The Senate essentially killed a wide-ranging immigration reform package this week when the bill failed to garner the 60 required votes, leaving many growers wondering how they'll cope with tight labor supplies this season.
The Comprehensive Immigration Reform Act, as it is technically known would have beefed up border security, created a visiting worker program and provided illegal immigrants with a pathway to become legal.
The bill fell 46-53, receiving 14 votes short of passing.
President George W. Bush had backed the immigration reform effort from the start, calling it a "careful compromise."
Many industry experts say they believe a new comprehensive immigration reform package won't be presented to Congress until a new president is seated.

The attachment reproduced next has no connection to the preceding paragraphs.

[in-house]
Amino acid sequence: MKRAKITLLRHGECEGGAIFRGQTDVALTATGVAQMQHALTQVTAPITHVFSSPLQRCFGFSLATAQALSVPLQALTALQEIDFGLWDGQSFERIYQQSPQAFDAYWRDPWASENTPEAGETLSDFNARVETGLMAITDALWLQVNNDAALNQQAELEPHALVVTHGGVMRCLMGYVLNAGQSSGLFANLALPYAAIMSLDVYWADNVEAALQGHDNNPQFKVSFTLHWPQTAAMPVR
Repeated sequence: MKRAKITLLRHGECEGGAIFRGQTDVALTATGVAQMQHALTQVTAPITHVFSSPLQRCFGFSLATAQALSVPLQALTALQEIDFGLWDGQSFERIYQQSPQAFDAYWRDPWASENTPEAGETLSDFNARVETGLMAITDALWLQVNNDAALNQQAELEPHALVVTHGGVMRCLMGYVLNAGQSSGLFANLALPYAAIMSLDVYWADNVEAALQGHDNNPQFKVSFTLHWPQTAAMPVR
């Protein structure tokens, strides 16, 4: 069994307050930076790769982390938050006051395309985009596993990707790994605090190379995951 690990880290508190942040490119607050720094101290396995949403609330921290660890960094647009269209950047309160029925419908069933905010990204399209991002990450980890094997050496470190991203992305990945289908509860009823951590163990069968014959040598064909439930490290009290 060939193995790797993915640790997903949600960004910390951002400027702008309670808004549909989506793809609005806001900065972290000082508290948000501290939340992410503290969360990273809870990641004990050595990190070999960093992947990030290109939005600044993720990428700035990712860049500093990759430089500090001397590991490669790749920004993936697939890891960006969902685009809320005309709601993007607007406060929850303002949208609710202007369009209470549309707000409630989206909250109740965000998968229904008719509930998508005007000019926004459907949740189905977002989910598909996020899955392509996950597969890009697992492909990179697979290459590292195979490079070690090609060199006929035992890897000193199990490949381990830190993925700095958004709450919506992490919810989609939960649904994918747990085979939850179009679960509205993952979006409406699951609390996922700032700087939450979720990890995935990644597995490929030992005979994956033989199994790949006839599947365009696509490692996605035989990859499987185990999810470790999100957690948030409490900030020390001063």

Democrats, however, have begun discussing how they can salvage portions of the package, such as strengthening border security.
The U.S. Apple Association in Vienna, Va., the other members of the Agriculture Coalition for Immigration Reform will continue to focus on passage of the AgJOBS bill as part of a slimmed down immigration reform package.
AgJOBS would have created a system where illegal workers could work in agriculture for a specific time frame, learn English and pay a fee to obtain legal work status.
With Washington cherry harvest in full swing, growers in that state are beginning to experience labor shortages in a number of key areas, such as apple and pear thinning.